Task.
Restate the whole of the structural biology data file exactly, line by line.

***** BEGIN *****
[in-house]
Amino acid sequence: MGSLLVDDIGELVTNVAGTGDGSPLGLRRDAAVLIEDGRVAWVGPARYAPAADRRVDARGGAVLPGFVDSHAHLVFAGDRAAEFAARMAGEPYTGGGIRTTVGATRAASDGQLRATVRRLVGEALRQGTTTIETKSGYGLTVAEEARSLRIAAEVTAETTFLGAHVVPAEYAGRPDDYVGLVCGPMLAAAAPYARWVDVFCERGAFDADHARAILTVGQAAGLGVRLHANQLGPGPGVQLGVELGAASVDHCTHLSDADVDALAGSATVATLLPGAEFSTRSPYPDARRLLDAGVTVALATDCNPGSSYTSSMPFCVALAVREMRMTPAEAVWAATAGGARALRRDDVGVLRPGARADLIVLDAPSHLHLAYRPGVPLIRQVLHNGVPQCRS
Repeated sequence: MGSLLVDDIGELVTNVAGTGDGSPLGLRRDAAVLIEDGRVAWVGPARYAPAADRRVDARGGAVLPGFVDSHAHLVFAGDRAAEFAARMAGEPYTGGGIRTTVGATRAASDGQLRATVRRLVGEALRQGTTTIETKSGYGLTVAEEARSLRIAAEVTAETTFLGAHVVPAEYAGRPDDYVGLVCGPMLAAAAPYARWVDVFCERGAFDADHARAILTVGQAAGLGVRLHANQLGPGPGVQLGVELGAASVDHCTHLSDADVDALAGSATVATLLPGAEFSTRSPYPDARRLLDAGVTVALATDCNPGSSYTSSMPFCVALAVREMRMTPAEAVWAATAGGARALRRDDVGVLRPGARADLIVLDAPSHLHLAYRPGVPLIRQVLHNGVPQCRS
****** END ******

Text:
[in-house]
Amino acid sequence: MGSLLVDDIGELVTNVAGTGDGSPLGLRRDAAVLIEDGRVAWVGPARYAPAADRRVDARGGAVLPGFVDSHAHLVFAGDRAAEFAARMAGEPYTGGGIRTTVGATRAASDGQLRATVRRLVGEALRQGTTTIETKSGYGLTVAEEARSLRIAAEVTAETTFLGAHVVPAEYAGRPDDYVGLVCGPMLAAAAPYARWVDVFCERGAFDADHARAILTVGQAAGLGVRLHANQLGPGPGVQLGVELGAASVDHCTHLSDADVDALAGSATVATLLPGAEFSTRSPYPDARRLLDAGVTVALATDCNPGSSYTSSMPFCVALAVREMRMTPAEAVWAATAGGARALRRDDVGVLRPGARADLIVLDAPSHLHLAYRPGVPLIRQVLHNGVPQCRS
Repeated sequence: MGSLLVDDIGELVTNVAGTGDGSPLGLRRDAAVLIEDGRVAWVGPARYAPAADRRVDARGGAVLPGFVDSHAHLVFAGDRAAEFAARMAGEPYTGGGIRTTVGATRAASDGQLRATVRRLVGEALRQGTTTIETKSGYGLTVAEEARSLRIAAEVTAETTFLGAHVVPAEYAGRPDDYVGLVCGPMLAAAAPYARWVDVFCERGAFDADHARAILTVGQAAGLGVRLHANQLGPGPGVQLGVELGAASVDHCTHLSDADVDALAGSATVATLLPGAEFSTRSPYPDARRLLDAGVTVALATDCNPGSSYTSSMPFCVALAVREMRMTPAEAVWAATAGGARALRRDDVGVLRPGARADLIVLDAPSHLHLAYRPGVPLIRQVLHNGVPQCRS